Allocates 60 places as part of £130,000 mentorship initiative


ScreenSkills has created 60 mentorship placements for deaf and disabled talent as part of an initiative aimed at helping develop under-represented talent.

The training body has made £130,375 available for a 250-person mentorship initiative, as part of the BFI’s Future Film Skills Strategy, with at least half based outside of London and the south east.

The deaf and disabled talent will be supported via Beacon Film’s Future Vision and TripleC DANC’s mentoring programme for deaf, disabled and neurodivergent writers and directors, as well as the Media Trust & ScreenSkills Reframing Disability Mentoring Programme in partnership with BBC 50:50.

“Our programme will enable these creatives to develop themselves and their practice, strengthening inclusion and representation in the sector,” said Melissa Johns, TripleC co-creative lead and disabled actor.

ScreenSkills has tied with a further five bodies to organise the placements.

Wildscreen Emerging Talent programme will recruit from Bristol and Wales and is focused on improving diversity in wildlife film and natural history.

In Scotland, the Glasgow Film Theatre New Talent Mentoring Scheme is aimed at writers, directors and producers across film, HETV and animation, with a view to tackling the lack of early to mid-level producers.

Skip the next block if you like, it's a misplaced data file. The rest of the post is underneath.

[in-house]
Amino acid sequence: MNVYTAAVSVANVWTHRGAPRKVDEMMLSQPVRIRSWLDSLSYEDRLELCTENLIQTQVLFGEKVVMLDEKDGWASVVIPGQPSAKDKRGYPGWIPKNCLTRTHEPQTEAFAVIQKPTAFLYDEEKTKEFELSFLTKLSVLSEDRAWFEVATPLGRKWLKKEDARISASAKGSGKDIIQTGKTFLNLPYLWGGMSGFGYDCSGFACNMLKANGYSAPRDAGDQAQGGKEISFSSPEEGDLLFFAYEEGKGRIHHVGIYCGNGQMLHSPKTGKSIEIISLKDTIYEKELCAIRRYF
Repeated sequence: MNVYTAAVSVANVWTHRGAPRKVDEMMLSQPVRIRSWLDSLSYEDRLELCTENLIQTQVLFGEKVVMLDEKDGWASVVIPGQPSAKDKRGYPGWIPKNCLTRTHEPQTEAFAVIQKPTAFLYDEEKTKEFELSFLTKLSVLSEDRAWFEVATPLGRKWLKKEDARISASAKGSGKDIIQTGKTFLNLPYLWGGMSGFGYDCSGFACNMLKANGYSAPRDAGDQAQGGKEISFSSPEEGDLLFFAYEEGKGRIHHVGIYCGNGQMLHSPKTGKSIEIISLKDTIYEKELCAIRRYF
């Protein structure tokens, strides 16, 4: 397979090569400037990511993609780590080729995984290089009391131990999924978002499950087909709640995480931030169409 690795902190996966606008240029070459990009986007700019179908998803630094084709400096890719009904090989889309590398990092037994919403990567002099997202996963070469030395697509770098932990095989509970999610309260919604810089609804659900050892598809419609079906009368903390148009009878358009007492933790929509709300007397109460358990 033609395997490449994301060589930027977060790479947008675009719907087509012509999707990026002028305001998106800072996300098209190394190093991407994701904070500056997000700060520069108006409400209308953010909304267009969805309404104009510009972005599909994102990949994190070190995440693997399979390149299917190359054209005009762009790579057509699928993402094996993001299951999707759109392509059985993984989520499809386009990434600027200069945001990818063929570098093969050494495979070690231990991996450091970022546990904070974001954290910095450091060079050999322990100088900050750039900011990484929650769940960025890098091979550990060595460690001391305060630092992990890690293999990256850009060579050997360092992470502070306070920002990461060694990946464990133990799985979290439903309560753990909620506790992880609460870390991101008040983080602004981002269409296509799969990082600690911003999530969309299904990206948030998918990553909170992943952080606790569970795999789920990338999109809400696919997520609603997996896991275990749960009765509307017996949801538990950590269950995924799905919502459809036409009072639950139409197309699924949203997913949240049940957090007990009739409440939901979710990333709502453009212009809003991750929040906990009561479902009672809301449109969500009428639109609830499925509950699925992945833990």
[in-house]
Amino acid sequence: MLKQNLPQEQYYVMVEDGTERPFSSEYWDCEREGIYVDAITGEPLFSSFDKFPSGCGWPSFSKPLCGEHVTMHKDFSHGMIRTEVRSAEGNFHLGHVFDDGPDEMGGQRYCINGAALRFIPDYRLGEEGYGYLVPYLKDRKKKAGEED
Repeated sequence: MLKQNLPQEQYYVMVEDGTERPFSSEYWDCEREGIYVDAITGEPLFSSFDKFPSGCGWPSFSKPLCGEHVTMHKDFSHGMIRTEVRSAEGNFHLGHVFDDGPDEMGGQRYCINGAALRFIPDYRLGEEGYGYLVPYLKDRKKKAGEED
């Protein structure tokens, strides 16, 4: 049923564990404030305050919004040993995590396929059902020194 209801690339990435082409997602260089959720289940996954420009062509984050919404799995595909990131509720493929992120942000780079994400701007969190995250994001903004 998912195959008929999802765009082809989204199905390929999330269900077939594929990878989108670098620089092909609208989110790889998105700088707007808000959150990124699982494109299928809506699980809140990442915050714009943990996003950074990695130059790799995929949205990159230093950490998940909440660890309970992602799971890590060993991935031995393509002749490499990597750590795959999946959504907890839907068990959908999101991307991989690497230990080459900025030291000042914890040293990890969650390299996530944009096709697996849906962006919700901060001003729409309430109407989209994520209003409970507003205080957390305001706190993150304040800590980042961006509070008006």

50 six-month mentorships aimed at younger talent in animation, film, games, TV and VFX will be made available through Creative Access. Beyond the mentorship, Creative Access will provide masterclasses, CV consultations and further training.

The Rise – Women in Broadcast mentoring programme is focused on breaking women into engineering and technology roles.

The programmes will run across 2021-22.

Jane Saunders, ScreenSkills mentoring programme manager said: “We know that mentoring can help build confidence and establish networks which provide invaluable support, particularly for many people from groups currently under-represented in the screen industries.”

“It is great to be working with like-minded partners who are committed, as we are, to making mentoring a really useful part of professional career development.”